How To Build A Kid's Step Stool With Their Artwork
In this woodworking project video, I'll show you how to build a kid's step stool and, as a cool twist, I added my niece's artwork to the top step using epoxy resin. Let's get started!
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Materials Used On Kid's Step Stool Project:
- 2 ' x 4' sheet of ¾" Maple plywood
- 1 ¼" pocket hole screws
- ⅜" dowel
- ArtResin epoxy
- Finish of your choice (I used Waterlox)
- Rubber feet
Tools Used On Kid's Step Stool Project:
- Dewalt 20V Max Impact Driver
- SawStop PCS 1.75-HP Professional Cabinet Saw
- Laguna 14|12 Bandsaw
- DEWALT FLEXVOLT 12" Compound Sliding Miter Saw
- Nova Voyager DVR Drill Press
- Kreg K4 Pocket Hole Jig
- ⅜" Radius Roundover Bit
Kid's Step Stool Build Process:
I built this step stool using scrap pieces of ¾” Maple plywood I had on hand, but you can get all of the pieces for this stool from a 2 foot by 4 foot piece of plywood from the home center.
Step 1 : Break Down Materials
The first step was to cut the pieces to size, and I used the table saw and miter saw for this, but you could cut these pieces using a circular saw.
Step 2 : Cut Recess For Step, Leg Cutouts, and Tapers
After I had all of the pieces cut to size, I needed to cut the cutaway for the first step, the taper on the front and back edges of the sides, and the cutaway for the legs. I stuck the two sides together using double stick tape, so I could do all of the cutting at once.
I laid out the cutaways based on the dimensions, which are listed in the plans. The plans also include a detailed cutlist, SketchUp file, and cutting diagram for breaking down the plywood.
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Once I laid out all of the lines, I started cutting them on the bandsaw. If you don’t have a bandsaw, you could definitely use a jigsaw instead. The first thing I cut was the cutaway for the first step.
Next, I cut the tapers on the front and back edges of the sides. This isn’t really necessary, but gives the stool a cool look.
For the leg cutaway, I decided to cut the curves in the corners using a 2” Forstner bit, then connected the lines with the bandsaw. This gives the corners of the curves a perfect, uniform look.
I also had a thick resaw blade installed on my bandsaw, which doesn’t cut curves well, so this allowed me to avoid having to change my blade.
Step 3 : Round Corners & Edges Of Step Stool
Next, I rounded over the corners using the oscillating belt sander, then sanded all of the curves using a combination of hand sanding and a random orbit sander. Since this stool is for kids, I wanted to remove all of the sharp corners.
With all of the shaping done, I separated the two sides and then rounded over all of the edges of the pieces using a ⅜” radius roundover bit on my router table. In retrospect, I shouldn’t have rounded over the edges where the sides met the steps, but it didn’t make a huge difference.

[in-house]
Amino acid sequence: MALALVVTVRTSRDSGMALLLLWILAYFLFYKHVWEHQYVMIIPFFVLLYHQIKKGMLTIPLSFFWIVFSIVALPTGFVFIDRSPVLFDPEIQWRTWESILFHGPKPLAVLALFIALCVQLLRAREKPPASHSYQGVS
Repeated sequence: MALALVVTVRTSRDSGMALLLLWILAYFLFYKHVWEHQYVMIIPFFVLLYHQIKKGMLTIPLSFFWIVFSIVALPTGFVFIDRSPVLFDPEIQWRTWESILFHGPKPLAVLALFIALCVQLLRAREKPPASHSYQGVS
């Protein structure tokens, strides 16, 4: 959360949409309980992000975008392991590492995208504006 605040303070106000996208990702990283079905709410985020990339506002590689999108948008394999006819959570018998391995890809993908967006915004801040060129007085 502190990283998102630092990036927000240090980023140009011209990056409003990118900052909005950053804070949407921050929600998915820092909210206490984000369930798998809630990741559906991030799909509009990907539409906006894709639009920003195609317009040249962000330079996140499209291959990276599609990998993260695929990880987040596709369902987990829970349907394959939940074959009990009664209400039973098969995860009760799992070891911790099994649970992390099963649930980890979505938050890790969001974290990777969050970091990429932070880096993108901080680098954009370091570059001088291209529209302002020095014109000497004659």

Step 4 : Drill Pocket Holes & Assemble Step Stool
To assemble the stool, I used a combination of pocket screws and dowel joinery. The support pieces are attached to the bottom of the steps using pocket screws, and the sides are attached to the steps using pocket screws as well.
Step 5 : Drill Dowel Holes & Added Dowels
I assembled all of the pieces, and then drilled the holes for the dowels. I used ⅜” oak dowels, since that was what I had on hand, and drilled the holes using a ⅜” Forstner bit on the drill press.
It is really important that these holes are drilled perpendicular to the sides of the stool, otherwise you might end up drilling through the sides of one of the pieces. If you don’t have a drill press, you can use a cordless drill with a square to help make sure the holes are drilled perpendicular.
Once all of the holes were drilled, I added glue to the holes, pounded in the dowels, and then cut them flush using a flush cut saw. Once all of the dowels were added, I clamped all of the joints together to pull them tight.
Step 6 : Add Artwork To Top Step
Next, it was time to add the artwork and epoxy to the top step. I attached my niece’s artwork using spray adhesive and then mixed up a batch of ArtResin epoxy. I poured one layer, spread it out, and then decided it needed a little more coverage so I mixed up another batch. ArtResin has a 45 minute open time, so you can pretty easily err on the side of mixing too little so you don’t waste any epoxy. If you want to learn more about ArtResin, click here.
Once I poured the epoxy on, I used a propane torch to pop the bubbles and then let the epoxy cure for 36 hours.
Step 7 : Sand & Apply Finish
With the top done, I sanded all of the pieces up to 220 grit and then it was time to apply finish. I’m using Waterlox again on this build, and they’re also one of the sponsors of this video.
I applied the Waterlox using a natural bristle brush this time, and I’d definitely recommend applying it this way. It was a lot easier to control the amount I was putting on vs using a foam brush like I’d done before.
I really love the way it brought out a nice amber color on this Maple plywood as well, I think it looks great, and it matched the epoxy on the top step nicely. If you want to learn more about Waterlox, click here. I applied three coats of Waterlox, allowing it to dry roughly 24 hours between coats.
Step 8 : Add Rubber Feet
The last step in the project was to add a few rubber feet to the bottom of the stool, to keep it from sliding around.
Once the feet were installed, I added my stamp and the date, and the stool was done!
I hope you enjoyed this woodworking project! This kid's step stool is a perfect beginner woodworking project and is extremely strong due to the dowel joinery.